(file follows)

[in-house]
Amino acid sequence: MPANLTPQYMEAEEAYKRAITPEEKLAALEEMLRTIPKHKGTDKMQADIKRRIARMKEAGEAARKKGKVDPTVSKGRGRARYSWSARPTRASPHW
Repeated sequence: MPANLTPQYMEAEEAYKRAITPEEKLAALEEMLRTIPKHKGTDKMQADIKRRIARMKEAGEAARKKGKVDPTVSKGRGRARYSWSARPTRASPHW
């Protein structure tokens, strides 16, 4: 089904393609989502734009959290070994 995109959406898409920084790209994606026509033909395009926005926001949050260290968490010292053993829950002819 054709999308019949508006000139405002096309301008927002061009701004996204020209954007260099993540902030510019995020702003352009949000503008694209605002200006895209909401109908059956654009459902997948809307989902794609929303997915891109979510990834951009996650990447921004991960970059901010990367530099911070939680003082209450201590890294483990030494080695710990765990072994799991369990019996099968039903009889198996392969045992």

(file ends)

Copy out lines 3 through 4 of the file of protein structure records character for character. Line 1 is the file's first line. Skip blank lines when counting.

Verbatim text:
Repeated sequence: MPANLTPQYMEAEEAYKRAITPEEKLAALEEMLRTIPKHKGTDKMQADIKRRIARMKEAGEAARKKGKVDPTVSKGRGRARYSWSARPTRASPHW
């Protein structure tokens, strides 16, 4: 089904393609989502734009959290070994 995109959406898409920084790209994606026509033909395009926005926001949050260290968490010292053993829950002819 054709999308019949508006000139405002096309301008927002061009701004996204020209954007260099993540902030510019995020702003352009949000503008694209605002200006895209909401109908059956654009459902997948809307989902794609929303997915891109979510990834951009996650990447921004991960970059901010990367530099911070939680003082209450201590890294483990030494080695710990765990072994799991369990019996099968039903009889198996392969045992």